Difference between revisions of "Massachusetts State Senate"

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==Ethics and transparency==
===Open States Transparency===
{{Transparency card|State=Massachusetts|Grade=F}}
{{Transparency card|State=Massachusetts|Grade=F}}

Revision as of 11:57, 9 July 2013

Massachusetts State Senate

Seal of Massachusetts.png
General Information
Type:   Upper house
Term limits:   None
2015 session start:   January 2, 2013
Website:   Official Senate Page
Senate President:   Therese Murray, (D)
Majority Leader:   Frederick Berry, (D)
Minority Leader:   Bruce Tarr, (R)
Members:  40
   Democratic Party (34)
Republican Party (6)
Length of term:   2 years
Authority:   Ch 1, Massachusetts Constitution
Salary:   $61,133/year + per diem
Last Election:  November 6, 2012 (40 seats)
Next election:  November 4, 2014 (40 seats)
Redistricting:  Massachusetts legislature has control
The Massachusetts Senate is the upper house in the Massachusetts Legislature. On average, each Senatorial district serves 158,727 inhabitants. There are 40 members of the Massachusetts Senate. As of 20010, 35 are Democrats and five are Republicans. Each Senator represents a different district which is identified by number. Senators serve two-year terms, according to Article LXIV of the Massachusetts Constitution, and without term limits. Each member represents an average of 163,691 residents, as of the 2010 Census.[1] After the 2000 Census, each member represented 158,727 residents.[2] The most recent election was held on November 4, 2008.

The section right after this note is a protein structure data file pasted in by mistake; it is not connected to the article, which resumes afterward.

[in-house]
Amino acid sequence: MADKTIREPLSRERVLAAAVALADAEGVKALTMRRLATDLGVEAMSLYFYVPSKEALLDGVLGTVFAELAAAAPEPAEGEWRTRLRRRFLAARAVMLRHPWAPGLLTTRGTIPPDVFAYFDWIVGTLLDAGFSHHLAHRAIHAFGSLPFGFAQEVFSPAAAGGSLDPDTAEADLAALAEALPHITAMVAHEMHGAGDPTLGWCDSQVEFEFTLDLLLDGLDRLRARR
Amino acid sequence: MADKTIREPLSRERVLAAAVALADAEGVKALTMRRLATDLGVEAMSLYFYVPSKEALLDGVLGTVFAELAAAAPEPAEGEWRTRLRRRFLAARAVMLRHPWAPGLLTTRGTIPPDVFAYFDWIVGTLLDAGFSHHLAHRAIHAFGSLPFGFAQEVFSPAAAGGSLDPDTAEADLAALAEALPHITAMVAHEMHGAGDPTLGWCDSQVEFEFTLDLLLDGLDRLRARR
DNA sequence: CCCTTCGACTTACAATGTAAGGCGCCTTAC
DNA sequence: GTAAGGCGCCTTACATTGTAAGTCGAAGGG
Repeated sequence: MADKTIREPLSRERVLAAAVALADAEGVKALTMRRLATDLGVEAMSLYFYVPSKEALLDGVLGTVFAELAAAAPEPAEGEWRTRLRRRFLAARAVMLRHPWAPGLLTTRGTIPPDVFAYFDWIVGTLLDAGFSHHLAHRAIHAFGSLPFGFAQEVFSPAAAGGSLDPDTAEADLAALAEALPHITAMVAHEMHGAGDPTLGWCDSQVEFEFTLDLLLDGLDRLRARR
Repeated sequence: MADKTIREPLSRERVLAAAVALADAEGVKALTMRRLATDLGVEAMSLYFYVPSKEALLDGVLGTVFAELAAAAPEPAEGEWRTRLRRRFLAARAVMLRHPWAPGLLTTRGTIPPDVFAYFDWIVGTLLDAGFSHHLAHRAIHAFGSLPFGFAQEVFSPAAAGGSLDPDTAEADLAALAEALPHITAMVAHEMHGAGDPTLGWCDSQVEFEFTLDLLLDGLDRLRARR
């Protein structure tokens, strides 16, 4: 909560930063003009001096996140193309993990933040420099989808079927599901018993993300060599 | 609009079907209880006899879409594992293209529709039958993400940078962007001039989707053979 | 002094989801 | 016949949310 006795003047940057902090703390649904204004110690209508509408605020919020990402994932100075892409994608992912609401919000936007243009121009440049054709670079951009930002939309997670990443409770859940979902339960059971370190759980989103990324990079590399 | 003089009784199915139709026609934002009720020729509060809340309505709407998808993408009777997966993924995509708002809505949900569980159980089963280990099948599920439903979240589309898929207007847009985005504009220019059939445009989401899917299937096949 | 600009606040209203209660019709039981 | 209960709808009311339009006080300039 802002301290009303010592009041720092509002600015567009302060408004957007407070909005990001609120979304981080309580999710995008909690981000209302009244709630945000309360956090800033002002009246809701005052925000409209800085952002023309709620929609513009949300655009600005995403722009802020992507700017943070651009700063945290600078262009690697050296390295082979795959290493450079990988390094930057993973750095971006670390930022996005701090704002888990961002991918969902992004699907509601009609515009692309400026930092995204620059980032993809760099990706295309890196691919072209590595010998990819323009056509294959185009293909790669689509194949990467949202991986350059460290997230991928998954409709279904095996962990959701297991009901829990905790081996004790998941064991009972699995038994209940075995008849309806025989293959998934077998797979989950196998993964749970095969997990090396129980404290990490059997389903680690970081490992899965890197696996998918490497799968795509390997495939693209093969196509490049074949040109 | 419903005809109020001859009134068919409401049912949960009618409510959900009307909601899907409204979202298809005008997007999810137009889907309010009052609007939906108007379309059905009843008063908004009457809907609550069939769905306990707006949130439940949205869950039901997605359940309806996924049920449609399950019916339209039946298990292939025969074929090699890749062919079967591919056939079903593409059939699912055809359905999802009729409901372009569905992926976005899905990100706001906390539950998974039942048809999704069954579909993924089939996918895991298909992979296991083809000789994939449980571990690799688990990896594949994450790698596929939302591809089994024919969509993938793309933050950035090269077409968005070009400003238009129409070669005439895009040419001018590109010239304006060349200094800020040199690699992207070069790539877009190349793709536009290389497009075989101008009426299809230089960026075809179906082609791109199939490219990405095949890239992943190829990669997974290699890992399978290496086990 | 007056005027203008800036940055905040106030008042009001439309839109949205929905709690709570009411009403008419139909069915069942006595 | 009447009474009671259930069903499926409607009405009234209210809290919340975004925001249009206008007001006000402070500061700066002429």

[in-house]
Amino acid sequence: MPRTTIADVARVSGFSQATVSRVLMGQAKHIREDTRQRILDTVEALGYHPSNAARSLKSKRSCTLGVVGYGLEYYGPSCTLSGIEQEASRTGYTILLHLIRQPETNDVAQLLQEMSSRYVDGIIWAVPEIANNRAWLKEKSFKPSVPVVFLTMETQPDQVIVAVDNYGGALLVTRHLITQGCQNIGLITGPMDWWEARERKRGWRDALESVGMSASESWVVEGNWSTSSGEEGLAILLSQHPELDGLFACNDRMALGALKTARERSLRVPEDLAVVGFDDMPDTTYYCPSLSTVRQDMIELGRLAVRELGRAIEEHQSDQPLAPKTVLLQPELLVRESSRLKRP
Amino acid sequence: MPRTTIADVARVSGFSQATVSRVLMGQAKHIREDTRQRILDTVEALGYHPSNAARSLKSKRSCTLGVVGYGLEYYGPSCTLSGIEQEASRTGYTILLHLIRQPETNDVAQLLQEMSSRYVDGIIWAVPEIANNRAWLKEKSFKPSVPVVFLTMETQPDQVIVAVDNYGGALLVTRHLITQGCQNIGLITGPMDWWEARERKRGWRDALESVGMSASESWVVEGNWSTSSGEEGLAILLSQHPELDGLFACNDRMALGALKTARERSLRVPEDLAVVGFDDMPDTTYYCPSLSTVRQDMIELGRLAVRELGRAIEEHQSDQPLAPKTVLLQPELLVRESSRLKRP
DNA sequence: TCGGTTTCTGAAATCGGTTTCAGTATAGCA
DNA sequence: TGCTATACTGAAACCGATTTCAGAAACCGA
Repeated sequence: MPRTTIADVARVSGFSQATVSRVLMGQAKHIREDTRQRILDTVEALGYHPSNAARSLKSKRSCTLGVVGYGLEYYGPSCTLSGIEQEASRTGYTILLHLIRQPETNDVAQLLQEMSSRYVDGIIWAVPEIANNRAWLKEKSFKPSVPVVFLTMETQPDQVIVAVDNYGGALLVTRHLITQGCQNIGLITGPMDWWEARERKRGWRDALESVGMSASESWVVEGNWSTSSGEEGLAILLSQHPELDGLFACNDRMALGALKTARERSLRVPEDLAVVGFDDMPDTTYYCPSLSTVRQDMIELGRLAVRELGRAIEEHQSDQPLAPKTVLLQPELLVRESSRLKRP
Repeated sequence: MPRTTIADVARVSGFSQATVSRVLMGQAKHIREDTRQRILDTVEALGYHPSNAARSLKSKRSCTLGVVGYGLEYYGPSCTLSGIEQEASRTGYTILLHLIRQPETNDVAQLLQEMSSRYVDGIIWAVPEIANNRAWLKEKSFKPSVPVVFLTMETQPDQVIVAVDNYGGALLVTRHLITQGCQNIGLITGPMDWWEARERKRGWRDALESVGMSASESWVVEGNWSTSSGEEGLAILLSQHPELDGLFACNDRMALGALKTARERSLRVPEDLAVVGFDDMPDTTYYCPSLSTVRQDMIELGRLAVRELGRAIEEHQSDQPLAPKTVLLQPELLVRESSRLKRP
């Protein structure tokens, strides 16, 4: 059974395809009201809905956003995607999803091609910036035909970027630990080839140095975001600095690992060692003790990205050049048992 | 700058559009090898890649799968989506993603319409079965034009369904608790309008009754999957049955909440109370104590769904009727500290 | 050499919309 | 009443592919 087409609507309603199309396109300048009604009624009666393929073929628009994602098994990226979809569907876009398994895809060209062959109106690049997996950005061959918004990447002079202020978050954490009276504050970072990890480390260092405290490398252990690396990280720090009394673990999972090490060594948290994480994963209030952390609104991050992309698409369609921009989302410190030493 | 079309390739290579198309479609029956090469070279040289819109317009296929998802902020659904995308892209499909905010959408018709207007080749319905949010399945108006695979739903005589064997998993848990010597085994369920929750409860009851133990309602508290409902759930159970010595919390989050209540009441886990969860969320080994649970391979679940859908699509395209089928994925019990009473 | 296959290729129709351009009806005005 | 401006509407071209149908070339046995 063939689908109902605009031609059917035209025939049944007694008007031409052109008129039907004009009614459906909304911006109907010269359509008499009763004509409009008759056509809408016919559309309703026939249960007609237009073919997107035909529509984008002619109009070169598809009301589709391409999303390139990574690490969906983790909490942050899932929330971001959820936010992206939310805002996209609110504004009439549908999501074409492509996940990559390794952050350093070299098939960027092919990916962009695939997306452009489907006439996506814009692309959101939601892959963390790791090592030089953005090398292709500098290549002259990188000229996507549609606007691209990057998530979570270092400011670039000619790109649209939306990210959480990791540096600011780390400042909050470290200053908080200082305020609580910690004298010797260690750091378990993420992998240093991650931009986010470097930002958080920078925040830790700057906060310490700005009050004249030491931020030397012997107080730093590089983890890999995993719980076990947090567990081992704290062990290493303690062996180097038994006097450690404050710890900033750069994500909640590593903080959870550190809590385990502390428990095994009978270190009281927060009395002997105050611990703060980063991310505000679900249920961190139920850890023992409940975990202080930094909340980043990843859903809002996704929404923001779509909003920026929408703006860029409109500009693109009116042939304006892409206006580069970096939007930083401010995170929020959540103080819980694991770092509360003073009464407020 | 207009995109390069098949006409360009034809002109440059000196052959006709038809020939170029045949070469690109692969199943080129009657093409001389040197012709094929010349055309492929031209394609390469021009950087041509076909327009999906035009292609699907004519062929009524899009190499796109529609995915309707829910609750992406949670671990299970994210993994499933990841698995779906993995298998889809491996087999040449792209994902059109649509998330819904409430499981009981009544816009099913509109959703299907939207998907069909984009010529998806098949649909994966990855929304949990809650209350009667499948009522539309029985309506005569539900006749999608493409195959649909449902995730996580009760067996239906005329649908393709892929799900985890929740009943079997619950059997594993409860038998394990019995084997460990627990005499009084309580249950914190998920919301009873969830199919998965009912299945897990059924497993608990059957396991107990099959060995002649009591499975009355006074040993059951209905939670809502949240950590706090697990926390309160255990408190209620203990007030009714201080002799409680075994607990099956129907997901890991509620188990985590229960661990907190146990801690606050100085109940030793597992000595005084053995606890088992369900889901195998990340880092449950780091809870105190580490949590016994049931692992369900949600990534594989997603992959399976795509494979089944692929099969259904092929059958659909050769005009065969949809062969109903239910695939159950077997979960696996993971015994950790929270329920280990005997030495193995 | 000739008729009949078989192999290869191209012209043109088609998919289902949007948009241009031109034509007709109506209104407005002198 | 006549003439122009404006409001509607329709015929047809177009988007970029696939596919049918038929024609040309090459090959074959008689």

As of April 2015, Massachusetts is one of 7 Democratic state government trifectas.


The Massachusetts Constitution contains provisions regarding when the Massachusetts General Court, which the Senate is a part of, is to meet. This subject has been the focus of several amendments to the Constitution. Originally, Chapter 1 of the Massachusetts Constitution called for the General Court to convene on the last Wednesday of May. Then, Amending Article X called for legislative sessions to convene yearly on the first Wednesday of January. Later, Amending Article LXXII called for the General Court to meet once every two years, but Amending Article LXXV repealed that amendment. Therefore, the rules that currently govern when the General Court is to meet are in Amending Article X.

Article X calls for the General Court to convene its regular session on the first Wednesday of January. The session does not dissolve until a new regular session convenes in the next year. Article X specifies that it does not prevent the General Court from meeting at any time that it judges necessary.